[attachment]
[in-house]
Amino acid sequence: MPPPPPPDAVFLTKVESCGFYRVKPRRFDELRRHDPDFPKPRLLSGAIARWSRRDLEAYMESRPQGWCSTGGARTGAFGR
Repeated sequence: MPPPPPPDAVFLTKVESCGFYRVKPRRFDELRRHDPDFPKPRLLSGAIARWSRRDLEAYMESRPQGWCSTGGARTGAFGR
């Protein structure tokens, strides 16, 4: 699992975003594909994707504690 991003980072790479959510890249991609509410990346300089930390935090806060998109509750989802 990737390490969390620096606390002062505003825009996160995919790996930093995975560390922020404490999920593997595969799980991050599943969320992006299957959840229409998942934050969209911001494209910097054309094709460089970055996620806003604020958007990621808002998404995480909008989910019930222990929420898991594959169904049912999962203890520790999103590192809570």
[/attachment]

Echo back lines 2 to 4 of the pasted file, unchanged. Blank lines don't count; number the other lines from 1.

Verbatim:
Amino acid sequence: MPPPPPPDAVFLTKVESCGFYRVKPRRFDELRRHDPDFPKPRLLSGAIARWSRRDLEAYMESRPQGWCSTGGARTGAFGR
Repeated sequence: MPPPPPPDAVFLTKVESCGFYRVKPRRFDELRRHDPDFPKPRLLSGAIARWSRRDLEAYMESRPQGWCSTGGARTGAFGR
């Protein structure tokens, strides 16, 4: 699992975003594909994707504690 991003980072790479959510890249991609509410990346300089930390935090806060998109509750989802 990737390490969390620096606390002062505003825009996160995919790996930093995975560390922020404490999920593997595969799980991050599943969320992006299957959840229409998942934050969209911001494209910097054309094709460089970055996620806003604020958007990621808002998404995480909008989910019930222990929420898991594959169904049912999962203890520790999103590192809570």